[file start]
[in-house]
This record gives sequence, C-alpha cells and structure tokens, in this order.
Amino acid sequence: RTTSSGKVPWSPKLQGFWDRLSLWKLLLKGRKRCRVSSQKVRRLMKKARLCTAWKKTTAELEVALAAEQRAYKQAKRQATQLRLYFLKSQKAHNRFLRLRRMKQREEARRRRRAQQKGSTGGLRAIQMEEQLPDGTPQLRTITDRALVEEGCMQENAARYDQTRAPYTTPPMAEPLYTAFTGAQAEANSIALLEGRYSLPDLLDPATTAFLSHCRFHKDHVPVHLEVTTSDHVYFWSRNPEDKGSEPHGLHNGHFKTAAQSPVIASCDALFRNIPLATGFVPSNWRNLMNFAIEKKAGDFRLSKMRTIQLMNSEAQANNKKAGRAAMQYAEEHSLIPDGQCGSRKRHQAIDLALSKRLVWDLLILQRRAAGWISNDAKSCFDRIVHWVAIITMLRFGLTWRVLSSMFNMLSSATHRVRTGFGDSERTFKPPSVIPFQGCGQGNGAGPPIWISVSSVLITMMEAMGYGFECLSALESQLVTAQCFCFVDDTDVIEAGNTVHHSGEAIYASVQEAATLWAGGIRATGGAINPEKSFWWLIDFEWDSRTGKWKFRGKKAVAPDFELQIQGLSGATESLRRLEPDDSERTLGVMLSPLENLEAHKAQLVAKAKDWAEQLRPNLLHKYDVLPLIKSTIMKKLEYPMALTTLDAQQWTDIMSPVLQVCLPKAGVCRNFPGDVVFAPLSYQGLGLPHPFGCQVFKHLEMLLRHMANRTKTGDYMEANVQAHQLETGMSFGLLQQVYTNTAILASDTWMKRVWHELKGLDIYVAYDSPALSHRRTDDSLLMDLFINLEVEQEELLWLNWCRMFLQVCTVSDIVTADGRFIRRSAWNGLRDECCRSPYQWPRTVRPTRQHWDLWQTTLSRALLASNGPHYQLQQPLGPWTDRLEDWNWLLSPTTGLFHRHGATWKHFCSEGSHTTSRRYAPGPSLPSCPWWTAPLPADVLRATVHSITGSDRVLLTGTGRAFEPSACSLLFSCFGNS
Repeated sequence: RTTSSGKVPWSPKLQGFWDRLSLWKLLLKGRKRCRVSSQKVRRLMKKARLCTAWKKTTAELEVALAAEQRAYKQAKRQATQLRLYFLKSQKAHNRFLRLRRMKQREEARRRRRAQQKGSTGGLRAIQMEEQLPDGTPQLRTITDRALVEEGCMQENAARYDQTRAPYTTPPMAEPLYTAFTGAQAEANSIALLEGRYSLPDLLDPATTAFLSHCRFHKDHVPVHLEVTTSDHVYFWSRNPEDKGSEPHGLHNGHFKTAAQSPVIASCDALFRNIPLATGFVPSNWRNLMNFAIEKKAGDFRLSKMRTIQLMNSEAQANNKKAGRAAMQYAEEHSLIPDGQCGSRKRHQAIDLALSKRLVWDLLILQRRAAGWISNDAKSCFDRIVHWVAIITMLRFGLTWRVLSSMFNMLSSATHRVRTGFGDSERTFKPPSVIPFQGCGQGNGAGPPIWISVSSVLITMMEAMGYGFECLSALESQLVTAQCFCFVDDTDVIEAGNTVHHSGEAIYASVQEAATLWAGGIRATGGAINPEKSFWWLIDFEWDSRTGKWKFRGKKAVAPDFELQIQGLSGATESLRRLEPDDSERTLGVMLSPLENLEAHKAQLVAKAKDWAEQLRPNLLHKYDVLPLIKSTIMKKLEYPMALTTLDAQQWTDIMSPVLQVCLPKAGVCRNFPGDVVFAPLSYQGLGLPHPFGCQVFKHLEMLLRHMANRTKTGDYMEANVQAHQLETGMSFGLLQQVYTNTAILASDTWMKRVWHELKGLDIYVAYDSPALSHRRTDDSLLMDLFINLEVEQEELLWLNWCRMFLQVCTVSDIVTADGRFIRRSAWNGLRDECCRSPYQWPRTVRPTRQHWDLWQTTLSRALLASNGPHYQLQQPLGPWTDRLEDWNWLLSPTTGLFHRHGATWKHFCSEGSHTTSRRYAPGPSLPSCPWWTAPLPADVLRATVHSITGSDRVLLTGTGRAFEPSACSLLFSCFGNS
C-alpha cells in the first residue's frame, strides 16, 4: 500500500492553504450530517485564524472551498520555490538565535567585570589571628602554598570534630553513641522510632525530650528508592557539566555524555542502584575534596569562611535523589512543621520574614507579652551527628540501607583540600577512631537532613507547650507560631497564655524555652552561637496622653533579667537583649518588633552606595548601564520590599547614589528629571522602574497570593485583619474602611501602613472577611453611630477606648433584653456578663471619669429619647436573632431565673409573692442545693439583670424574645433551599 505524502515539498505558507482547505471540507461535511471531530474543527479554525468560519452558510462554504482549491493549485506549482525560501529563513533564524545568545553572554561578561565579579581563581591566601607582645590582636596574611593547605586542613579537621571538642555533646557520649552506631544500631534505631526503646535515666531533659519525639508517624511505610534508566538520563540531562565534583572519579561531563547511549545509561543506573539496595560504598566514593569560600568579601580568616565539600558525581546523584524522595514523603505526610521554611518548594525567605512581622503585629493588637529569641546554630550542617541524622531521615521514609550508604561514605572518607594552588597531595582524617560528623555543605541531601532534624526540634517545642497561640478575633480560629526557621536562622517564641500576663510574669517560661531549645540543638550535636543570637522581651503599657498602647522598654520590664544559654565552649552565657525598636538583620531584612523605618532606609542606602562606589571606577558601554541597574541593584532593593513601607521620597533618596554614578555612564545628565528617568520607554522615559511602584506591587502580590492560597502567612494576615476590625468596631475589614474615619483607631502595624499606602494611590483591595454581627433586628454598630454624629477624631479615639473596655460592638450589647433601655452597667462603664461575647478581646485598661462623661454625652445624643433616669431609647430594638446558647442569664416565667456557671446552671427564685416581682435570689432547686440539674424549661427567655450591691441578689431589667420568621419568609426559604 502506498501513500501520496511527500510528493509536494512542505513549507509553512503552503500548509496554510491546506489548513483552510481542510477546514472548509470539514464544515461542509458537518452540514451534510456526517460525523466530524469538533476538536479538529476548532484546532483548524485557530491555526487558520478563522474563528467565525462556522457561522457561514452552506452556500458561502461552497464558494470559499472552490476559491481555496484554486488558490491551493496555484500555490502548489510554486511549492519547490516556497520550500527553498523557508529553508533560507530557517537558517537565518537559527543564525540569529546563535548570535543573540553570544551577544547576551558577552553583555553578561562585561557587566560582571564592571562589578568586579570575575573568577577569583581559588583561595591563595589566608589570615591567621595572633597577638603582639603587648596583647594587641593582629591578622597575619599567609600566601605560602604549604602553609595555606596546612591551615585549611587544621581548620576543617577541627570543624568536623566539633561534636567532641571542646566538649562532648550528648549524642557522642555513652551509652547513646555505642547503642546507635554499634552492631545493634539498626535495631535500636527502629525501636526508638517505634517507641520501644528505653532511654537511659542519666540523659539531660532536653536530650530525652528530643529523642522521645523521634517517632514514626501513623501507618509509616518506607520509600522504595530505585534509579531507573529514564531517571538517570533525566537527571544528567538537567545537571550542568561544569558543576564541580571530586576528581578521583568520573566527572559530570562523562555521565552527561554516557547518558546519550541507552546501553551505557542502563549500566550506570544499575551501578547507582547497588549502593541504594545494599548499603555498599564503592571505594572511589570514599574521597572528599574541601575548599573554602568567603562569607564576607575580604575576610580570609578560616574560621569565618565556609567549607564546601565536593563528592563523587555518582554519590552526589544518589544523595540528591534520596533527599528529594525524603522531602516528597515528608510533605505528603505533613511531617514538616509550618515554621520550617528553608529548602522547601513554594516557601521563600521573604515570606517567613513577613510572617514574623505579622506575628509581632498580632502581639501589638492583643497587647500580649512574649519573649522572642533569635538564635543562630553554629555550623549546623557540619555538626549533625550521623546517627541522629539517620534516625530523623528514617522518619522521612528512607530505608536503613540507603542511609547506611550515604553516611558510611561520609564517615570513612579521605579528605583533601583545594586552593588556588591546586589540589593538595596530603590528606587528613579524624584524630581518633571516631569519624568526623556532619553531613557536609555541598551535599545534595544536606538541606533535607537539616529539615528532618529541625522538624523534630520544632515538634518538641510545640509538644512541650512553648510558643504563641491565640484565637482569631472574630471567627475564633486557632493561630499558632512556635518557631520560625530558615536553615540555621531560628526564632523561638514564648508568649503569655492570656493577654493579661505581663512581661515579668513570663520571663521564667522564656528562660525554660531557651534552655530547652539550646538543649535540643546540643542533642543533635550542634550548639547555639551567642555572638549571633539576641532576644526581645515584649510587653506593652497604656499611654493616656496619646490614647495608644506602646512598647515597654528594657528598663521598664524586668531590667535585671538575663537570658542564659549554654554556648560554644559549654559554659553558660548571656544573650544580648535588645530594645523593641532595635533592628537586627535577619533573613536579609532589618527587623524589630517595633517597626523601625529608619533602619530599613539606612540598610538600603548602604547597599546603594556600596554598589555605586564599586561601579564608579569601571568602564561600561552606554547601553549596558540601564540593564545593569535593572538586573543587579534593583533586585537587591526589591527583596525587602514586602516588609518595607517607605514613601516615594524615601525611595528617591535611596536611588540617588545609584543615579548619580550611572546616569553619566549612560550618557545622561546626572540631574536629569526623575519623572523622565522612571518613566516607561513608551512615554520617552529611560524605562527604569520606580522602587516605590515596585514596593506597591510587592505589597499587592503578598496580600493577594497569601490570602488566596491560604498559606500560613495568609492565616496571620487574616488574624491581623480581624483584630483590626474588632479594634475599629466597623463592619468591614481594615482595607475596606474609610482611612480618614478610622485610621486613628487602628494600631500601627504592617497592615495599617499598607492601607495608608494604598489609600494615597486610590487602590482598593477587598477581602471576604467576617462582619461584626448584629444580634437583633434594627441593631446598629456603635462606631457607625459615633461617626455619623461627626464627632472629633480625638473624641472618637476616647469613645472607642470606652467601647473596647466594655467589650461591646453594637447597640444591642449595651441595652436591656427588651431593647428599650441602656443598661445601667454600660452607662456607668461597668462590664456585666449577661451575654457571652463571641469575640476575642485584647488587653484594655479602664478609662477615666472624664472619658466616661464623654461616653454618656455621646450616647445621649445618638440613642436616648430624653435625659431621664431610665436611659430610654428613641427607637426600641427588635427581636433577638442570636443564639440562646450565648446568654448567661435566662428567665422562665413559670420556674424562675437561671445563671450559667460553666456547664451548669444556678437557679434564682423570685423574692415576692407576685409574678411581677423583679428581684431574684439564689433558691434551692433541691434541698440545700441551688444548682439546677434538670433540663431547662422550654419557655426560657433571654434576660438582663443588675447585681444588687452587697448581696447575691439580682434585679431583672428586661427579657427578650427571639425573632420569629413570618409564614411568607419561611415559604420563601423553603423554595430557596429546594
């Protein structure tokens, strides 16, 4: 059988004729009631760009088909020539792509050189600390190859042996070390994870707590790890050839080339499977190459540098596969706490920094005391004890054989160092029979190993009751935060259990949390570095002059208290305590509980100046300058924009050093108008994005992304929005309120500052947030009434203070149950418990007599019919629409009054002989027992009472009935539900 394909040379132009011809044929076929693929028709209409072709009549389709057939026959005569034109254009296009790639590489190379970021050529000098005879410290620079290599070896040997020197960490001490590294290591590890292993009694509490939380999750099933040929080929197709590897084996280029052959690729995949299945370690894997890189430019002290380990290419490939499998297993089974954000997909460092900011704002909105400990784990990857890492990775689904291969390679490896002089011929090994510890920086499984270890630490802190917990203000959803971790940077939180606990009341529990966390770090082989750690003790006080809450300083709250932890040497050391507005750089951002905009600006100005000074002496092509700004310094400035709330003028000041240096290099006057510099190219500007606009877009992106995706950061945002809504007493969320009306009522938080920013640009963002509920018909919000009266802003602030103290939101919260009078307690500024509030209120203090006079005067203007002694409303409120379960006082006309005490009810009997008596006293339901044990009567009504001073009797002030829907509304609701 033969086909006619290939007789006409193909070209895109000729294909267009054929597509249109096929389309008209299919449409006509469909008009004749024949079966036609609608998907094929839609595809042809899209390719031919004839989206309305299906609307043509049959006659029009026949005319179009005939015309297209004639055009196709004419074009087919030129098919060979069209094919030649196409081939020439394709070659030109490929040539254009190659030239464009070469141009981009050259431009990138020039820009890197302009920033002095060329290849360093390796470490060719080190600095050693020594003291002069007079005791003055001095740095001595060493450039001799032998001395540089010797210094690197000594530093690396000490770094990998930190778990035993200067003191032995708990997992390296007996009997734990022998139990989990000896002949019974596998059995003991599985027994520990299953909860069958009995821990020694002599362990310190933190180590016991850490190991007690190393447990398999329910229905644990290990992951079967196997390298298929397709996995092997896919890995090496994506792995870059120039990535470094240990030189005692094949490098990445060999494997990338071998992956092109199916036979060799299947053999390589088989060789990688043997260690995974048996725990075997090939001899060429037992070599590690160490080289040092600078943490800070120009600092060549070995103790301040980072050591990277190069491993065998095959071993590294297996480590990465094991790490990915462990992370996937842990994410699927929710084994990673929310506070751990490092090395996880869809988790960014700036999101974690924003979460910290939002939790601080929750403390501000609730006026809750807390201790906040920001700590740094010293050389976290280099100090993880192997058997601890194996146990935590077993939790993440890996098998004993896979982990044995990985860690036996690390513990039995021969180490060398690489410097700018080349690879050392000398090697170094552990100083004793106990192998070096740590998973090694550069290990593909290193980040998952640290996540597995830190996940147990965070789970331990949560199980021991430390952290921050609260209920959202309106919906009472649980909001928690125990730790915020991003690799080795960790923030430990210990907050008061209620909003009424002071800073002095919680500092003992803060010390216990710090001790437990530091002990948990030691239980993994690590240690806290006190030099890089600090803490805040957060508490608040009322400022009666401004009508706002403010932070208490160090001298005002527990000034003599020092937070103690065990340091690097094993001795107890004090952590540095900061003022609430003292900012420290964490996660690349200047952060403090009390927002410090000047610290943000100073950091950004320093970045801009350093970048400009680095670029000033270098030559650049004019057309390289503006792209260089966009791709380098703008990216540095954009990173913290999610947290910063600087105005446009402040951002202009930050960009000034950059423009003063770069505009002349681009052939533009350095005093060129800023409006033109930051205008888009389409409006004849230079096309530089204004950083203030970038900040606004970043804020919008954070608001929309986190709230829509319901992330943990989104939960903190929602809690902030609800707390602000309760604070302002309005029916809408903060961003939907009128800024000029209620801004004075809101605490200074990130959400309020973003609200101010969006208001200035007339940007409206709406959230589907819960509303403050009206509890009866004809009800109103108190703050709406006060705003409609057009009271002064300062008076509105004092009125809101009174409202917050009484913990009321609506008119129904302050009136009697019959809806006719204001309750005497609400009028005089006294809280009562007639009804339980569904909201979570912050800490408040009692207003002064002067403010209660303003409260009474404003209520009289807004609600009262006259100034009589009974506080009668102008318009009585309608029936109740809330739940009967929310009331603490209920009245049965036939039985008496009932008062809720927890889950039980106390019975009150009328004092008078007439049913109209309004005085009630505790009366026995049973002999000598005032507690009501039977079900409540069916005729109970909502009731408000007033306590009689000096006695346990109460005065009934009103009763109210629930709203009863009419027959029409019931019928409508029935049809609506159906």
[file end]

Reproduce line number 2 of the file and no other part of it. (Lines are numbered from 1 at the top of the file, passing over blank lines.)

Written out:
This record gives sequence, C-alpha cells and structure tokens, in this order.